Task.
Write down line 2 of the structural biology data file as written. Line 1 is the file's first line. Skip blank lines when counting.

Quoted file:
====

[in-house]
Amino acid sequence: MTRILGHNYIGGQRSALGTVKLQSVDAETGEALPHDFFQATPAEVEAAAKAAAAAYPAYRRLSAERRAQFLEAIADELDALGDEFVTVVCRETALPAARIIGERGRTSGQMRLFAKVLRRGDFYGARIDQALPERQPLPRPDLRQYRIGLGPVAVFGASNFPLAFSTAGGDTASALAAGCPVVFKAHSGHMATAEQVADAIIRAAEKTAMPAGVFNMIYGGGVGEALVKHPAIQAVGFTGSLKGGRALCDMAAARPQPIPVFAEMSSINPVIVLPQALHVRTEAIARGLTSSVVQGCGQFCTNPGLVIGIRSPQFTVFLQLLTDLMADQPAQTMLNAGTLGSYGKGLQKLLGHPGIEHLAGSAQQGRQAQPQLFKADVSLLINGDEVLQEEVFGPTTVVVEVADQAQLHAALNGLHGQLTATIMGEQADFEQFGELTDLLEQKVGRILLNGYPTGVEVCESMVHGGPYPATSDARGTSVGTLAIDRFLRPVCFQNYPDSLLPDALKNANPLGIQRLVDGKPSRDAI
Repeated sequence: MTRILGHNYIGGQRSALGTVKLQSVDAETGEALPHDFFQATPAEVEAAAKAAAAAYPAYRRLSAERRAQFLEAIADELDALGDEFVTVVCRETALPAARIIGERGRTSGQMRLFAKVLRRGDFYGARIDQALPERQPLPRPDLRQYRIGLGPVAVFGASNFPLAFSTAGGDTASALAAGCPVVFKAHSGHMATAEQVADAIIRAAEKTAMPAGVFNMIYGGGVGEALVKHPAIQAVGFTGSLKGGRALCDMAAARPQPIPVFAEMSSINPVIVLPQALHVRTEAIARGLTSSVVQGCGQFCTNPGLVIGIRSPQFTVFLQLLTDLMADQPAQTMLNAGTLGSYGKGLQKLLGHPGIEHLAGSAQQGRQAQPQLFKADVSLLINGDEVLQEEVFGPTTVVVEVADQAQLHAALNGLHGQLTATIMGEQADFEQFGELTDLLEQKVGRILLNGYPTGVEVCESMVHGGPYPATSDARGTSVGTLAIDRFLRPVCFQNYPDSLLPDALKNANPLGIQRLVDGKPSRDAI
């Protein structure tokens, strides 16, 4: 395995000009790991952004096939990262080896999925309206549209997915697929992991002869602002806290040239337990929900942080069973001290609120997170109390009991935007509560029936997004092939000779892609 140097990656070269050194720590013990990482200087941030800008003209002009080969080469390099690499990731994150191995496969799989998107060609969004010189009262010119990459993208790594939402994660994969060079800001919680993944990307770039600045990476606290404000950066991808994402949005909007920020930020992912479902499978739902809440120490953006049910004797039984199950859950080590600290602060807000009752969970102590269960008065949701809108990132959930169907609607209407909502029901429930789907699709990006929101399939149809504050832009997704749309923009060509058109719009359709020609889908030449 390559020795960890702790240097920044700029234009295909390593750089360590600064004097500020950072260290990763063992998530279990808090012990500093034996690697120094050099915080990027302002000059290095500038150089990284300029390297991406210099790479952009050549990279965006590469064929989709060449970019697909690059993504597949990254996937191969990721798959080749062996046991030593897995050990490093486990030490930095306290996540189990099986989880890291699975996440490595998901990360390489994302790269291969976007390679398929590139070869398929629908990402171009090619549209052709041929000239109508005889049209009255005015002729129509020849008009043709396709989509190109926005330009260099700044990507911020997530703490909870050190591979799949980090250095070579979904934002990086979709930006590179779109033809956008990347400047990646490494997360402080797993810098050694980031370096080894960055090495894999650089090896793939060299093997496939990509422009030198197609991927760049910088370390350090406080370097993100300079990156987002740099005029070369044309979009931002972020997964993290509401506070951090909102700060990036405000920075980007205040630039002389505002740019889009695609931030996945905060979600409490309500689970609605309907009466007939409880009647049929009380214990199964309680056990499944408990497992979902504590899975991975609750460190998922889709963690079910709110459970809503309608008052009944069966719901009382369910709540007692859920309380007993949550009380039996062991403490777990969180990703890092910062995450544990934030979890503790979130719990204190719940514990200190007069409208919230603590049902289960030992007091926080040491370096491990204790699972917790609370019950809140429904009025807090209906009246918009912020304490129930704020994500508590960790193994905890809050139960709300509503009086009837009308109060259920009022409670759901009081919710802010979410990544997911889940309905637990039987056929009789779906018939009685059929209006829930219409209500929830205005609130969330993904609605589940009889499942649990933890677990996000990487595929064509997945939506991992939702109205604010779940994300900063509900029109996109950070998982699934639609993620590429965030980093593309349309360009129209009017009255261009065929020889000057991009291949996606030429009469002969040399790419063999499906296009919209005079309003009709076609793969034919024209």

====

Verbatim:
Amino acid sequence: MTRILGHNYIGGQRSALGTVKLQSVDAETGEALPHDFFQATPAEVEAAAKAAAAAYPAYRRLSAERRAQFLEAIADELDALGDEFVTVVCRETALPAARIIGERGRTSGQMRLFAKVLRRGDFYGARIDQALPERQPLPRPDLRQYRIGLGPVAVFGASNFPLAFSTAGGDTASALAAGCPVVFKAHSGHMATAEQVADAIIRAAEKTAMPAGVFNMIYGGGVGEALVKHPAIQAVGFTGSLKGGRALCDMAAARPQPIPVFAEMSSINPVIVLPQALHVRTEAIARGLTSSVVQGCGQFCTNPGLVIGIRSPQFTVFLQLLTDLMADQPAQTMLNAGTLGSYGKGLQKLLGHPGIEHLAGSAQQGRQAQPQLFKADVSLLINGDEVLQEEVFGPTTVVVEVADQAQLHAALNGLHGQLTATIMGEQADFEQFGELTDLLEQKVGRILLNGYPTGVEVCESMVHGGPYPATSDARGTSVGTLAIDRFLRPVCFQNYPDSLLPDALKNANPLGIQRLVDGKPSRDAI